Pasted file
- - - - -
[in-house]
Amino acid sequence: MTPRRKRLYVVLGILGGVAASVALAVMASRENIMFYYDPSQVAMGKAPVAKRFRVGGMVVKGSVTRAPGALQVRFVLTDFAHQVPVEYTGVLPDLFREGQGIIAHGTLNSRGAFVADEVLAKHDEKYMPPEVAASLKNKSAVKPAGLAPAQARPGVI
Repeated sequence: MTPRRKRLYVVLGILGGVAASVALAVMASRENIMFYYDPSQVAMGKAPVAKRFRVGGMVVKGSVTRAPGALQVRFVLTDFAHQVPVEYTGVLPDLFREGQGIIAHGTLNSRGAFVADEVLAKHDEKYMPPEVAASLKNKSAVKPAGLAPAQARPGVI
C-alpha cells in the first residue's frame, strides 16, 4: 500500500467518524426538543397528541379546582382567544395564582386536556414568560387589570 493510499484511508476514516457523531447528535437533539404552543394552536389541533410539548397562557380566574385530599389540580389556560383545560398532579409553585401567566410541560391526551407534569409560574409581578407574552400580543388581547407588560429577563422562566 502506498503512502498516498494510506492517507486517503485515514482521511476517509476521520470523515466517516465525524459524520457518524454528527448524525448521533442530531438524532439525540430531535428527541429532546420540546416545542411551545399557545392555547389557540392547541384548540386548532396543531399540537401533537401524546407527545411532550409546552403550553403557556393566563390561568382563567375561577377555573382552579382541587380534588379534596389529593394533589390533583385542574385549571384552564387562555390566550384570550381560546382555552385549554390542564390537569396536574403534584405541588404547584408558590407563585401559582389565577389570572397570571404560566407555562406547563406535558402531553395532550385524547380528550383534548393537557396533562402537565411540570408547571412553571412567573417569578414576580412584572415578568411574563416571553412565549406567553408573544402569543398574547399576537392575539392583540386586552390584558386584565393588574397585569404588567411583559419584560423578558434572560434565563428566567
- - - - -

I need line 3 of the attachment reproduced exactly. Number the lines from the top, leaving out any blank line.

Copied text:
Repeated sequence: MTPRRKRLYVVLGILGGVAASVALAVMASRENIMFYYDPSQVAMGKAPVAKRFRVGGMVVKGSVTRAPGALQVRFVLTDFAHQVPVEYTGVLPDLFREGQGIIAHGTLNSRGAFVADEVLAKHDEKYMPPEVAASLKNKSAVKPAGLAPAQARPGVI